Any logical reason for that upside-down outcome?
"There hasn't been much logical about this season," McClendon said. "We go out and get Nellie Cruz, we've got [Franklin Gutierrez] in the lineup, [Mark] Trumbo in the lineup, and we're  games under against left-handers. Last year we had no righties in the lineup and we had a winning record against lefties. I can't explain it.
"We have a better batting average at home than we do on the road, but we're winning more games on the road. There's nothing logical about this season."
The Mariners have put up a .250/.313/.403 slash line in 67 home games, averaging 3.7 runs per game. On the road, they've hit .247/.307/.417 with a 4.3 runs per game average. On the pitching side, the Mariners' road ERA is 4.66 with a .271 opponents' batting average compared with 3.95 and .243 at home.
Those numbers make the Mariners mixed results at home as confusing as anything.
"I don't know. I can't explain it," McClendon said. "I can't wave a magic wand and say, 'Go out and play better at home, guys.' My job is real simple. Get 'em prepared, and once they get between the lines, I watch them just like you guys do. I can say 'bunt' or 'hit and run' or I can put this guy in, but the fact is, they've got to perform. I have no idea. I don't know if the home cooking is not good or they don't want to be home."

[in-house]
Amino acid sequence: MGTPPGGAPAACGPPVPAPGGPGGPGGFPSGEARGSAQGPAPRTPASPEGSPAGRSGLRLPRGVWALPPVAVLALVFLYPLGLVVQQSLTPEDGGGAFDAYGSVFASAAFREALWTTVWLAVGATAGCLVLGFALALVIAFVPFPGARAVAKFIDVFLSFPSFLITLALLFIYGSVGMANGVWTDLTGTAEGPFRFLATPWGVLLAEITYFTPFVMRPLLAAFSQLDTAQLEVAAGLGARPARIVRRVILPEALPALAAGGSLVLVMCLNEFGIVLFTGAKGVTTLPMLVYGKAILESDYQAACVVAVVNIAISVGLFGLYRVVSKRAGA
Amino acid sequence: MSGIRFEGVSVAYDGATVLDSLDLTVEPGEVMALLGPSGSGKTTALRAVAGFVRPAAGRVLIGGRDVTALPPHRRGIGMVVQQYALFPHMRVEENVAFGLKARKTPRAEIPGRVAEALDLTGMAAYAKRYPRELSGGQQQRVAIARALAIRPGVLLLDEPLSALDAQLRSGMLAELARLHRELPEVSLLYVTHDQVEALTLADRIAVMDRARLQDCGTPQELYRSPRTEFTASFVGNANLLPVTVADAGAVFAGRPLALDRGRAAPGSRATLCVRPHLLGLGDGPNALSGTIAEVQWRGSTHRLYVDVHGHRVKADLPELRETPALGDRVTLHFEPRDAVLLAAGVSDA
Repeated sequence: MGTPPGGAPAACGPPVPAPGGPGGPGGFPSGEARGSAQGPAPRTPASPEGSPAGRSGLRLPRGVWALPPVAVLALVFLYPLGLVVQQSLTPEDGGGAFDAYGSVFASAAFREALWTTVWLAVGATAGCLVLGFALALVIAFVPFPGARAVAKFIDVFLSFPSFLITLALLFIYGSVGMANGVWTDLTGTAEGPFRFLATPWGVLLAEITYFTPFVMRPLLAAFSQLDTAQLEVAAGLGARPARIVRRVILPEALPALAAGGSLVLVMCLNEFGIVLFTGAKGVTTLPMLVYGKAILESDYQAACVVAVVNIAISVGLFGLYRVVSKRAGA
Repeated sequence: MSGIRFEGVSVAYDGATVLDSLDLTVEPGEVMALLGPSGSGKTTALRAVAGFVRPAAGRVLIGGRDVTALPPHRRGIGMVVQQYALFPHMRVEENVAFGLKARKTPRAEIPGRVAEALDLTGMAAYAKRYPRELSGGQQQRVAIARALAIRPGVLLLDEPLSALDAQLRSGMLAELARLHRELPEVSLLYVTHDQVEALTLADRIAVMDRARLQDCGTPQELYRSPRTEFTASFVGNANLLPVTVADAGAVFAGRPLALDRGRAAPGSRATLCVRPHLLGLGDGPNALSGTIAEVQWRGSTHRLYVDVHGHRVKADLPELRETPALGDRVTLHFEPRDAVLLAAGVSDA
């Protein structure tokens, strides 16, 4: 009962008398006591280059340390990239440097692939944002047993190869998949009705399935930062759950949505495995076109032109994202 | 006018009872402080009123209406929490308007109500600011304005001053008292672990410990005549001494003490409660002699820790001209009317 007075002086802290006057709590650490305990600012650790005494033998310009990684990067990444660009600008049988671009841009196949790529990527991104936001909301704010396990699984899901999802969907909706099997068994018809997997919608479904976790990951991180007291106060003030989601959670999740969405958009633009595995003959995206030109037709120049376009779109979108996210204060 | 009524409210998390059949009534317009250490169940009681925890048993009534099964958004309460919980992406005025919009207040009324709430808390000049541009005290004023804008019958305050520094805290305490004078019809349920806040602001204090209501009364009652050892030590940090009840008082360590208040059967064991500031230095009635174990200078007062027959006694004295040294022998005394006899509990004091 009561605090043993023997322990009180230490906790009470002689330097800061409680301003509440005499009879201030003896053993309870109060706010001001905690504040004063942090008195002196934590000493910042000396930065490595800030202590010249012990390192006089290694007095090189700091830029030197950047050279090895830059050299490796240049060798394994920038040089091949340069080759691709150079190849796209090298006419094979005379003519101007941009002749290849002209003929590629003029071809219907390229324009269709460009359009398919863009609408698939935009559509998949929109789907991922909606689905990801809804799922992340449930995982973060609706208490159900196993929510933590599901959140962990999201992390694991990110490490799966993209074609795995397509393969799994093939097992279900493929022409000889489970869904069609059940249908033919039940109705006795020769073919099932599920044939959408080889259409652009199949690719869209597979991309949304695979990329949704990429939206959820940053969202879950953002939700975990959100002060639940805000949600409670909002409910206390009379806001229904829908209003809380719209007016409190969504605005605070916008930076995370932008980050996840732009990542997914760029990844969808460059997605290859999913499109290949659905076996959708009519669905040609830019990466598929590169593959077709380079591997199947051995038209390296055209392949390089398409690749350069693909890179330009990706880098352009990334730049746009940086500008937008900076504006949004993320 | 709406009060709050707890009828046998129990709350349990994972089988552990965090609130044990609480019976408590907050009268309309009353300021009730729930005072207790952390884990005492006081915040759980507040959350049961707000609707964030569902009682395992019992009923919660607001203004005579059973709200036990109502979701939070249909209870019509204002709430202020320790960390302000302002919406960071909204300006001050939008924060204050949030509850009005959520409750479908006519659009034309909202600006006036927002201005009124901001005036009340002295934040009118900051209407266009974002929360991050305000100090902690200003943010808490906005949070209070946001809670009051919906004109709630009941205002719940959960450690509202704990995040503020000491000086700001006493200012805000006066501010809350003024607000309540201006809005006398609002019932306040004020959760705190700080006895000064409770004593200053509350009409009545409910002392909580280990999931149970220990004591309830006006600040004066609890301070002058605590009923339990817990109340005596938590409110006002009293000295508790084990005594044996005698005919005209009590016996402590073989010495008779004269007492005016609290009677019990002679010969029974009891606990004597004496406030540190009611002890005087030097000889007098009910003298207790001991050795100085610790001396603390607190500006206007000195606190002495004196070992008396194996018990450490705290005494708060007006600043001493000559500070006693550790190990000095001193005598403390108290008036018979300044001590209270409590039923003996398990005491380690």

Nelson Cruz has hit 26 of his 39 homers on the road this year and has a .306 average and 1.011 OPS away from Safeco, but he has certainly hit well enough at home as well with a .315 average and .917 OPS.
Robinson Cano had hit .273 with seven homers and a .726 OPS on the road, compared with .287, eight homers and a .781 OPS at Safeco.
Kyle Seager is an interesting case, as he's hit 18 of his 22 homers on the road and is batting .298 with an .891 OPS in away games, compared with .240 and .661 at home. But a year ago, Seager was a monster at Safeco Field with 16 homers, a .300 average and .893 OPS (compared with nine homers and a .240 average and .694 OPS on the road).
Greg Johns is a reporter for MLB.com. Follow him on Twitter @GregJohnsMLB, read his Mariners Musings blog, and listen to his podcast. This story was not subject to the approval of Major League Baseball or its clubs.